I see this trend among Traditional Witches who seem to think that Wiccans don’t engage in work involving bones, blood, sex, spirits, possession, trance, ecstasy, mysticism, and so forth. It is simply not true.
“It encompasses a lot of beliefs that center around goddess worship, but it takes goddesses from different cultures like Egyptian, Roman, Celtic etc and crams them all together not realizing of course that these religions would never have combined to form one faith.”
This statement is interesting and asserts a few different ideas.
One idea behind it is that Traditional Witchcraft is rooted in the beliefs and practices of Europe and perhaps the early American colonies. In contrast, Wicca draws from various cultures. That may be true today, for some, but it wasn’t for Gardner.
As I mentioned previously, Gardner claimed he had discovered the remnants of an ancient European witch-cult. His ideas around this were based on those articulated by Margaret Murray, an archaeologist, anthropologist, historian, and folklorist. She proposed that the witches persecuted in European history were actually followers of “a definite religion with beliefs, ritual, and organization as highly developed as that of any cult in the end”. Murray’s witch-cult theory never received support from experts in the Early Modern witch trials.
Following Murray’s theory, Gardner’s Wicca was not centred around goddess-worship. It was duotheistic, worshipping a Goddess and a God, tribal gods whose identities are an oath-bound secret. Over the years, some Wiccans have expanded on this and become polytheistic to different degrees. Some Wiccans draw from different cultures and this is neither new nor exclusive to Wicca.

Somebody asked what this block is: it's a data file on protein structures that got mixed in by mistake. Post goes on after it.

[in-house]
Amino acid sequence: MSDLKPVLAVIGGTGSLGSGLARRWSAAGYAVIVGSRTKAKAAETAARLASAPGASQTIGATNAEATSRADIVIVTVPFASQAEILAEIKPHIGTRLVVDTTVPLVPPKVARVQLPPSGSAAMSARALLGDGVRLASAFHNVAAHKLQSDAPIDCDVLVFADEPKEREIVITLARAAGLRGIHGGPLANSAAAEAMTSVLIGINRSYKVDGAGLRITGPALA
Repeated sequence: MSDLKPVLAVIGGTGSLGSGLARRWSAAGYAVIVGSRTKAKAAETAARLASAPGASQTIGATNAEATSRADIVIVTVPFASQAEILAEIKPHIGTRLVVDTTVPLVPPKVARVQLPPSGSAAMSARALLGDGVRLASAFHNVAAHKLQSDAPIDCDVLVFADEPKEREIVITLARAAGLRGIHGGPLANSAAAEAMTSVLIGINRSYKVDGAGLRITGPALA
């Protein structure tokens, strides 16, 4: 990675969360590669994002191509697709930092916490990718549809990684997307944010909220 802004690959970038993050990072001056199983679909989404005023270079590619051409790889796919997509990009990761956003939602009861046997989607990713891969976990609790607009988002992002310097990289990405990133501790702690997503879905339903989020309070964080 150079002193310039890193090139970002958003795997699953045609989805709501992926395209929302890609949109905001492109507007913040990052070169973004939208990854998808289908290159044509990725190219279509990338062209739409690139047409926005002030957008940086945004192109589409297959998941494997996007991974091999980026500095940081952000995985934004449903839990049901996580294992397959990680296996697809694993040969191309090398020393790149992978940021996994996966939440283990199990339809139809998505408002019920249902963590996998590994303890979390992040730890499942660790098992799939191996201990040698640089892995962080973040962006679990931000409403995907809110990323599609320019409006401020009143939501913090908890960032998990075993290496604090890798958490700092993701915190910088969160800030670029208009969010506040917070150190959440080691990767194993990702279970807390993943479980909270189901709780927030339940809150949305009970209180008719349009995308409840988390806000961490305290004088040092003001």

The final part of the statement that the polytheistic religions mentioned would never have combined to form one faith. That may be true, but religions have developed and changed and merged in countless ways. Syncretism combines different, even contradictory, beliefs. Ancient peoples adopted foreign cults and merged identities all the time. This is how we had the cult of Cybele in Greece, the worship of Isis in Rome, and Celtic Sirona paired with Roman Mercury in Celtic Britain.
“The basic tenants of Wicca are fairly reasonable – and the ideas it has are also acceptable, but truthfully as far as a religious faith goes it’s not really built on much and it ignores a lot of the fact that traditional witchcraft was based on a system of Folk beliefs that involved ‘white’ and ‘dark’ magick. Wicca attempts to practice without the left hand path and unfortunately, both paths are needed. Ever seen a person try to paddle a canoe using one side?”